Red Russian Kale has beautiful hues of reds and pinks as well as green. Lacinto (Dino) Kale come up dark green with a blue hue, Curly-leaf Kale (like Scots) and Blue Vates that make really fun kale chips and the younger leaves are awesome for wraps or boats (think a leafy taco).
Then there’s the kale that looks like pretty frilly cabbage heads in bright white with green fringe and dusky lavender centers with green fringe; these ornamental kale are usually used along sidewalks to define garden borders with bright beautiful and interesting color for Fall and Winter flower beds and also as the “Chiller” in the “Thriller, Chiller, Spiller” formula of container plantings this time of year.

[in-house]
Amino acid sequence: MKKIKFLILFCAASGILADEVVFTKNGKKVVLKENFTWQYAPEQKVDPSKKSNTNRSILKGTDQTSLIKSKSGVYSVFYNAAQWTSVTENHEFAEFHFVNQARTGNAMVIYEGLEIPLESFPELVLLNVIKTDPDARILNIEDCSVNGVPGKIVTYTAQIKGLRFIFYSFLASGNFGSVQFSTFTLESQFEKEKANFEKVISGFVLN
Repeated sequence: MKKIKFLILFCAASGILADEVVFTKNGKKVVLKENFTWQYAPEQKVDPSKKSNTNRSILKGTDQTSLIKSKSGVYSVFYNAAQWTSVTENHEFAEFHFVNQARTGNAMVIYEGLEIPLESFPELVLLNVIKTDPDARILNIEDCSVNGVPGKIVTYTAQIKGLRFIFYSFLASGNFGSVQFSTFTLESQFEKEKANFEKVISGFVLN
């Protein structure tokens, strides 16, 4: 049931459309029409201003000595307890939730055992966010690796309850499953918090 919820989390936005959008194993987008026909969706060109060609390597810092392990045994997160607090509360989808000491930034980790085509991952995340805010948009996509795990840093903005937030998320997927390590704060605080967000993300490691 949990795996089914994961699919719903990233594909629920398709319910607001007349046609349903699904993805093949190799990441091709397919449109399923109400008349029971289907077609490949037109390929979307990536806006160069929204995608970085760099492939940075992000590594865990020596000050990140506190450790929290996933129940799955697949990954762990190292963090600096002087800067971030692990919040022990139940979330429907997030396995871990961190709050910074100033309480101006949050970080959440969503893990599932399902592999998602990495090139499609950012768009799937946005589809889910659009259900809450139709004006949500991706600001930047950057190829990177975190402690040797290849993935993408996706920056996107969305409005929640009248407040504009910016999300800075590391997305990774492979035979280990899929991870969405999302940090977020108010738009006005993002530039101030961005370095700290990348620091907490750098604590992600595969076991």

Fun Florida Fall Crop #5: Rutabagas & Turnips
OK, I cheated here…I put two into one category. But I did it for a reason – mainly because they are so very similar to grow, and to eat. They’re so good! And pretty easy to grow too.
These are cool season root vegetables that can be started in Fall. They’re a direct-sow for the most part. Like most root vegetables, you don’t want to damage the root system by transplanting. Luckily they’re quite easy to sow, and they even space themselves out so you don’t have to do too much thinning. They literally just push themselves apart as they grow (unlike carrots, which you have to thin or they won’t do much – they’re much more delicate).